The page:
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August 30, 2012

Last week was like other weeks, I need to wrap up everything and finish my project here. So I spent a lot of time on lab and tried to install open virtual switch on ESX hypervisors. For this reason, I needed to install 2 hypervisors and make a physical connection among them, after that I used a windows machine to manage these hypervisors. After installing OS on VMs, I had difficulties to give internet access to these VMs but after several hours of working, I just used my laptop as a bridge and passed firewalls.

I was working really hard and I got tired. On Saturday, I just slept for 12 hours for recovery. 

What I really miss about Raleigh is the great nature of North Carolina. This place is best for camping and enjoys jungles.

 

Posted by Mani Shafaatdoost | 0 comment(s)

In last week, I was working hard to make a final note on possible changes in VCL code to get a confirmation from people who are working on VCL at NCSU before leaving. So I spent like 10-12 hours per day on working, but the problem was the lack of coffee. I work at NCSU engineering building and unfortunately there is just one coffee store around this building which closes at 3 pm. So it was hard for me to work after 6 pm and I was so sleepy.

On Friday, I had a meeting with Doctor Vouk and Doctor Wright about my project and he told me to do some experiment on tunneling side and configure a network topology manually. So, last two days I was working on this side and tried to make a connection among these virtual machines. I hope to finish experiments by end of this week and start coding at first days of the next week.

Posted by Mani Shafaatdoost | 0 comment(s)

July 07, 2012

Thought I'd something more to say...

 

Admittedly I was sorely tempted to just end my blog there, but I think I'd get yelled at. Plus that only would've been funny to me and maybe one other person (let me put it this way, if you don't get why that would be funny, that joke wasn't meant for you).

So this is my last day in Barcelona. Again. Hence this entry is a day early (tomorrow I get to travel for 10 hours, yay). I'm not particularly sentimental about it this time, partly because of an active effort on my part and partly because I know this won't be my last time here. Well, I have a strong feeling about it anyway. And even if it is my last time here by myself, I'm at peace with it. My one regret in that scenario would be not taking my husband here, but he's got a bunch of places he wants to show me in Europe as well so we'll probably just add Barcelona onto that trip. But as far as my own personal experience of Barcelona, I've had it. I've enjoyed it. And barring actually living here for some reason I don't need to experience much more. Plus I'm too excited about this coming week. I get to see my husband again, we get to see Roger Waters perform The Wall on Tuesday, and then Thursday we get our own little mini-vacation. Plus I get to do tons of writing and paperwork! Whee!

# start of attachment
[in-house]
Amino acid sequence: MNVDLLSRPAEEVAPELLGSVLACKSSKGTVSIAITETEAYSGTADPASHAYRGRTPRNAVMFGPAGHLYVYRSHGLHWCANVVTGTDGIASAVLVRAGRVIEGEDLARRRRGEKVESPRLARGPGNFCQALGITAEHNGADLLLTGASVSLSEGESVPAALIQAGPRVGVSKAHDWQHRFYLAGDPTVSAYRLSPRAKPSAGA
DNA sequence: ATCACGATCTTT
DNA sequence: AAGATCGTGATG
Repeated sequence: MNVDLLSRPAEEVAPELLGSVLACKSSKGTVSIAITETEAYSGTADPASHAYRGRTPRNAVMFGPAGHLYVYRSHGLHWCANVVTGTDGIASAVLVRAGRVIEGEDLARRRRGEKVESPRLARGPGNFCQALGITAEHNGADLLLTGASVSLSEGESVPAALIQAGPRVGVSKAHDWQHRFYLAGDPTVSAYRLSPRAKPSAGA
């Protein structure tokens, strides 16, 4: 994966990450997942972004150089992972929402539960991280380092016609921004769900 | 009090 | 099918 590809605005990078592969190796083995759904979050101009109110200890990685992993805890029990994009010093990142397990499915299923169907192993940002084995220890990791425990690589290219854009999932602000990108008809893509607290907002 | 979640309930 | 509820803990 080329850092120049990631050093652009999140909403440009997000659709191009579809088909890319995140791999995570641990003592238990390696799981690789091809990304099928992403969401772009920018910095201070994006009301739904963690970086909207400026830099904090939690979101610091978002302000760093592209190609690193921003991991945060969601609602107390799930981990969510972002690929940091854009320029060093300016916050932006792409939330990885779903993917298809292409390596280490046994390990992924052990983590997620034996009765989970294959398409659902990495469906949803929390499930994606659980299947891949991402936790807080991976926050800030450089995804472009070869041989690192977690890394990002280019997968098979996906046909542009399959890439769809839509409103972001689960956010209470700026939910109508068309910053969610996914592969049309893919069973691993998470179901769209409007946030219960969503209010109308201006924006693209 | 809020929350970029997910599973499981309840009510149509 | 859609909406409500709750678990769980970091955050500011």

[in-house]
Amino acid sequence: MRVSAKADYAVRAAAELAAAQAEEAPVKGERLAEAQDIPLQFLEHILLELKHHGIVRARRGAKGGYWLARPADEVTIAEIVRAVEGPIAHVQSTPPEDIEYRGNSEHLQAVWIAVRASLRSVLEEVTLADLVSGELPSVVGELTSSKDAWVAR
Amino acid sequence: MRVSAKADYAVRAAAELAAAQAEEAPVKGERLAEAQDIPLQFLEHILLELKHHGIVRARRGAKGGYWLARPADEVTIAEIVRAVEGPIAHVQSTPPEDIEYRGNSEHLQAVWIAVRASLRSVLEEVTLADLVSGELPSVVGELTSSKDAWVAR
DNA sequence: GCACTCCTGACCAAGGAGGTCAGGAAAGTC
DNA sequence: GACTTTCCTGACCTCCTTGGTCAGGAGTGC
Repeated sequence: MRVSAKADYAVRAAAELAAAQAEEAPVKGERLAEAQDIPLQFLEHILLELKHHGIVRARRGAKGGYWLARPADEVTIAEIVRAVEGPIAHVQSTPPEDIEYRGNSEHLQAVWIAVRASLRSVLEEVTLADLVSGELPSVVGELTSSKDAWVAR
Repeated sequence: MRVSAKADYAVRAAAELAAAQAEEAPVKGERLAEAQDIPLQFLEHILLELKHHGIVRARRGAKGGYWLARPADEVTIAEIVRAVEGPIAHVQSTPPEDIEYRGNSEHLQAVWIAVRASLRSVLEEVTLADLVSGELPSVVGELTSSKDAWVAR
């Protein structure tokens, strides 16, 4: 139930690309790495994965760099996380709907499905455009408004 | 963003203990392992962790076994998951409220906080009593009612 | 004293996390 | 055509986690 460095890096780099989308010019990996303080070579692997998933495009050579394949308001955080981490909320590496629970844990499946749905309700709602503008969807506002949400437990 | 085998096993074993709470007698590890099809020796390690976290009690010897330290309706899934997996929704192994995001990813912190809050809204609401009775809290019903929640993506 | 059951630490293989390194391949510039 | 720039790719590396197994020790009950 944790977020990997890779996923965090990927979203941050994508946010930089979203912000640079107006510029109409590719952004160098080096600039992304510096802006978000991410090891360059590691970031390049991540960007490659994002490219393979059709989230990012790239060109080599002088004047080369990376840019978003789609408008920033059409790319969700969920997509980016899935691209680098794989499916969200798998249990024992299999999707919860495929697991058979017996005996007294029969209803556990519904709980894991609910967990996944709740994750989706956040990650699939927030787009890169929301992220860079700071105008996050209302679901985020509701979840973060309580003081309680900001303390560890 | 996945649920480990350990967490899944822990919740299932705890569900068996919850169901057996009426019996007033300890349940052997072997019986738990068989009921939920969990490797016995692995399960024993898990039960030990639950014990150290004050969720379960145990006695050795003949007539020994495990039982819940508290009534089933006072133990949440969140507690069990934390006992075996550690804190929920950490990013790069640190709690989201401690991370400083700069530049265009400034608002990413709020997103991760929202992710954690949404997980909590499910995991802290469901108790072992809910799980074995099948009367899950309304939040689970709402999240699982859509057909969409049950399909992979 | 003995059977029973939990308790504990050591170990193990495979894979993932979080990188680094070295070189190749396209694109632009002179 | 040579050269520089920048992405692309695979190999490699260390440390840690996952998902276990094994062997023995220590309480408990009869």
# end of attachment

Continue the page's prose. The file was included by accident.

So in no particular order, here are some things I will (and will not) miss about Barcelona.

I will miss...

-The food (making sure to get myself some paella later)

-The architecture, mainly the unusualness

-Being so close to the water

-The weather (I'll be going from "pleasent summer warm" to "triple digits hot")

-The MTG, and by extension being surrounded by MIR geeks (not that I mind being surrounded by normal geeks either)

-Being so close to mountains

I will not miss...

-The general lack of air conditioning

-Not hearing my own language

-Being able to constantly hear all my neighbors

-Being away from everyone I care about 

-Google automatically giving me results in Spanish

-Teenagers being way more disgusting with their PDA